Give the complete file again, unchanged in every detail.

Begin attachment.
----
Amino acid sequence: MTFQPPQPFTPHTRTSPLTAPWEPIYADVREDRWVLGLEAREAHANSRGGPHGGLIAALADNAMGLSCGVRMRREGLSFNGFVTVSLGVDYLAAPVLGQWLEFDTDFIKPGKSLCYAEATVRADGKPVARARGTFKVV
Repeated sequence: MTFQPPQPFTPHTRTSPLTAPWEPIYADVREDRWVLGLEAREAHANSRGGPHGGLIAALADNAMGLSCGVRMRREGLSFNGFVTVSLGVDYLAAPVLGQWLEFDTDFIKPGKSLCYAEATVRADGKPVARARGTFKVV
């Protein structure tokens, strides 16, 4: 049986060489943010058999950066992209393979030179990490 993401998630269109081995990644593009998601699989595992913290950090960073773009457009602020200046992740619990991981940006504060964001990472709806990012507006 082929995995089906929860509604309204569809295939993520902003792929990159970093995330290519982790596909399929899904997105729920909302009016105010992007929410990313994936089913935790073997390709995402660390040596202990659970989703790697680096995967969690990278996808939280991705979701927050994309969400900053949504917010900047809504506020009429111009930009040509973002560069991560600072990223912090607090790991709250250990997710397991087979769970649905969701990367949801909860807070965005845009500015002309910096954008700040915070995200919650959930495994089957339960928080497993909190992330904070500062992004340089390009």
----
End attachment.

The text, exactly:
Amino acid sequence: MTFQPPQPFTPHTRTSPLTAPWEPIYADVREDRWVLGLEAREAHANSRGGPHGGLIAALADNAMGLSCGVRMRREGLSFNGFVTVSLGVDYLAAPVLGQWLEFDTDFIKPGKSLCYAEATVRADGKPVARARGTFKVV
Repeated sequence: MTFQPPQPFTPHTRTSPLTAPWEPIYADVREDRWVLGLEAREAHANSRGGPHGGLIAALADNAMGLSCGVRMRREGLSFNGFVTVSLGVDYLAAPVLGQWLEFDTDFIKPGKSLCYAEATVRADGKPVARARGTFKVV
């Protein structure tokens, strides 16, 4: 049986060489943010058999950066992209393979030179990490 993401998630269109081995990644593009998601699989595992913290950090960073773009457009602020200046992740619990991981940006504060964001990472709806990012507006 082929995995089906929860509604309204569809295939993520902003792929990159970093995330290519982790596909399929899904997105729920909302009016105010992007929410990313994936089913935790073997390709995402660390040596202990659970989703790697680096995967969690990278996808939280991705979701927050994309969400900053949504917010900047809504506020009429111009930009040509973002560069991560600072990223912090607090790991709250250990997710397991087979769970649905969701990367949801909860807070965005845009500015002309910096954008700040915070995200919650959930495994089957339960928080497993909190992330904070500062992004340089390009």